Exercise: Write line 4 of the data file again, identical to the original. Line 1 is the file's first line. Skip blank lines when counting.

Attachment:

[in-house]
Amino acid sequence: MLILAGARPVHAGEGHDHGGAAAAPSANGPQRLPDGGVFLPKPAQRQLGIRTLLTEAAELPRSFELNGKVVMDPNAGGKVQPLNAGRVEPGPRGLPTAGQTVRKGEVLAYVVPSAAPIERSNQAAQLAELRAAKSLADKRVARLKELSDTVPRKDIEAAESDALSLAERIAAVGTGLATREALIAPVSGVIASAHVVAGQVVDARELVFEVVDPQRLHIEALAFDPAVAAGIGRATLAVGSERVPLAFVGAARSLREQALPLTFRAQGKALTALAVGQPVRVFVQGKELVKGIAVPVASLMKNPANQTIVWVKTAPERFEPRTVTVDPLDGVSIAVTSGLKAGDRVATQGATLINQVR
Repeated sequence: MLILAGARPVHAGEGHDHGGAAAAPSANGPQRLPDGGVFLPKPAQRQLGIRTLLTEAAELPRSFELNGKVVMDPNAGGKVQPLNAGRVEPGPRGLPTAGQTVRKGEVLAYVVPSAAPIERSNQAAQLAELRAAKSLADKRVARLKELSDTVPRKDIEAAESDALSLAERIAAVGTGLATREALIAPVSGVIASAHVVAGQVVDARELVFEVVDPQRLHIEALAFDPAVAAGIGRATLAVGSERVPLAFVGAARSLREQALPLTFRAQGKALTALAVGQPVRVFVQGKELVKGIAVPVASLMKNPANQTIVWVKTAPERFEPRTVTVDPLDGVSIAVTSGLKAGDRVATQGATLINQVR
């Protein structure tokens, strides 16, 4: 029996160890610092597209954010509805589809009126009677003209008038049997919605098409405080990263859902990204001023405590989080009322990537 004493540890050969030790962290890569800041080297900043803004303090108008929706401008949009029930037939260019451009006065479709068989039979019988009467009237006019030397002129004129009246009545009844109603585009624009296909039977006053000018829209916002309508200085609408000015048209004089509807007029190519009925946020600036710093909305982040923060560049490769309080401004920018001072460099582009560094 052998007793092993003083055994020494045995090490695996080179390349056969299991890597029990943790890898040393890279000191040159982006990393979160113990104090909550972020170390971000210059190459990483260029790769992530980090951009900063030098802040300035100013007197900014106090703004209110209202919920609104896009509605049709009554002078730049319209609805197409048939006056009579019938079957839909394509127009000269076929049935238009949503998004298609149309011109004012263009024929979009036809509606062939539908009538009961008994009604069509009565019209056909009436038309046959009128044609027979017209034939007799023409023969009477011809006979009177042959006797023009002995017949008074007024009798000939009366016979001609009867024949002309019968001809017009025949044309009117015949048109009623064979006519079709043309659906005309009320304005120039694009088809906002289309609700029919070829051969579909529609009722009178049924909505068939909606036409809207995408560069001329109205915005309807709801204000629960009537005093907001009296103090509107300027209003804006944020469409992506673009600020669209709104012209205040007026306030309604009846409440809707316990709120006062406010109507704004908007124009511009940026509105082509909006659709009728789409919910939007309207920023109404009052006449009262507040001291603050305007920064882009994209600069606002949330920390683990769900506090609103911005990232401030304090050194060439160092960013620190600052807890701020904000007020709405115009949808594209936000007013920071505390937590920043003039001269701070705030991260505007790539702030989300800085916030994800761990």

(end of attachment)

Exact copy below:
């Protein structure tokens, strides 16, 4: 029996160890610092597209954010509805589809009126009677003209008038049997919605098409405080990263859902990204001023405590989080009322990537 004493540890050969030790962290890569800041080297900043803004303090108008929706401008949009029930037939260019451009006065479709068989039979019988009467009237006019030397002129004129009246009545009844109603585009624009296909039977006053000018829209916002309508200085609408000015048209004089509807007029190519009925946020600036710093909305982040923060560049490769309080401004920018001072460099582009560094 052998007793092993003083055994020494045995090490695996080179390349056969299991890597029990943790890898040393890279000191040159982006990393979160113990104090909550972020170390971000210059190459990483260029790769992530980090951009900063030098802040300035100013007197900014106090703004209110209202919920609104896009509605049709009554002078730049319209609805197409048939006056009579019938079957839909394509127009000269076929049935238009949503998004298609149309011109004012263009024929979009036809509606062939539908009538009961008994009604069509009565019209056909009436038309046959009128044609027979017209034939007799023409023969009477011809006979009177042959006797023009002995017949008074007024009798000939009366016979001609009867024949002309019968001809017009025949044309009117015949048109009623064979006519079709043309659906005309009320304005120039694009088809906002289309609700029919070829051969579909529609009722009178049924909505068939909606036409809207995408560069001329109205915005309807709801204000629960009537005093907001009296103090509107300027209003804006944020469409992506673009600020669209709104012209205040007026306030309604009846409440809707316990709120006062406010109507704004908007124009511009940026509105082509909006659709009728789409919910939007309207920023109404009052006449009262507040001291603050305007920064882009994209600069606002949330920390683990769900506090609103911005990232401030304090050194060439160092960013620190600052807890701020904000007020709405115009949808594209936000007013920071505390937590920043003039001269701070705030991260505007790539702030989300800085916030994800761990």